You have the support and best wishes of my entire family. We will speak out for Tibet at every opportunity. We hope to one day visit a free Tibet and see His Holiness the Dalai Lama once again in Lhasa.

We are with you in heart and spirit. Stay strong. Your compassion is a beacon for a troubled world.

All the best,
Mary C.
 


 
Things always look darkest before the dawn, so keep your chin up. Know that it is your spirit that counts and no force, nor money will ever destroy it unless you let it.

Most sincerely,
Mario G. C.
 


 
I feel so grateful and indebted to the Tibetan people who practiced and served Buddhism so faithfully for a thousand years. Your teachings of kindness, compassion, love, and non-violence are what the world needs most right now. I stand with you, and you have my solemn promise that I will not allow the plight of your people to be hidden from the world’s conscience.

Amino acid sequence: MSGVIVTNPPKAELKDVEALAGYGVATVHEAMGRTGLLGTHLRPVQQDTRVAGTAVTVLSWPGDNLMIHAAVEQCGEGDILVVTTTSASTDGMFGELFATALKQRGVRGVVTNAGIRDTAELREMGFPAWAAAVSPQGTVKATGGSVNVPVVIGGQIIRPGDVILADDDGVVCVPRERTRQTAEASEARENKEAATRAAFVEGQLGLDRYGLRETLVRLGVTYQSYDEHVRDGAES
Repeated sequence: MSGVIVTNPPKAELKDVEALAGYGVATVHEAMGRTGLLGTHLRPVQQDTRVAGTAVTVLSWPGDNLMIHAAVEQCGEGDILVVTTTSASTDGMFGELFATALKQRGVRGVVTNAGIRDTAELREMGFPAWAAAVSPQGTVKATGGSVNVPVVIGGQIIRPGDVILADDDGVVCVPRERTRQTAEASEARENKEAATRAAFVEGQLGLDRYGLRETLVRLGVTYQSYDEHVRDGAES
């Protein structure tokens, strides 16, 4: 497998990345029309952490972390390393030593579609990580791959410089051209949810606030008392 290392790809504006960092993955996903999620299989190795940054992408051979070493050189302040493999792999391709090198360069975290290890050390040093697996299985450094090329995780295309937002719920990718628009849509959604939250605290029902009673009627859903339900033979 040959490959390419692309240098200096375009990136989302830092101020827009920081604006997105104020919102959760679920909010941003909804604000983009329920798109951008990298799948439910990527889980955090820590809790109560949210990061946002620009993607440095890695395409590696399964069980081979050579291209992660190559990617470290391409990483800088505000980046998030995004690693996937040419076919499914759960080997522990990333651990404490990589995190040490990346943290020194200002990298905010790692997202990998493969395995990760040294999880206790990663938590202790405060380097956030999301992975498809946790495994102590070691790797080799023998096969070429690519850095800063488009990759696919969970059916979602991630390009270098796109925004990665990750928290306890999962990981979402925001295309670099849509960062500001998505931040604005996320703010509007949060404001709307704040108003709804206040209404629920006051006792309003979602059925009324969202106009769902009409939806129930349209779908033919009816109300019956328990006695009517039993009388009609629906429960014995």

With gratitude and in solidarity,
Flint C.
 


 
I keep all of you in my thoughts every day, and deep in my heart I’m grateful for all that you are, and all that you gave us through your culture.

I’m praying for you, from Brazil, to be strong and to be free!

I am with you. The world is with you. Take heart.

Most sincerely,
with best wishes and prayers,
Martha, Brazil
 


 
Please know the world’s citizens are aware of your strength and determination. We stand in solidarity with all the people of Tibet as we do with the beloved Dalai Lama, who in his benevolence, has awakened us all to your plight. Prayers go daily to you in love, in petition for protection and for peaceful resolve.

You have my support and my solemn promise that I will not allow the plight of your people to be hidden from the world’s conscience.

I am with you. The world is with you. Together we are One.
Namaste.
Deborah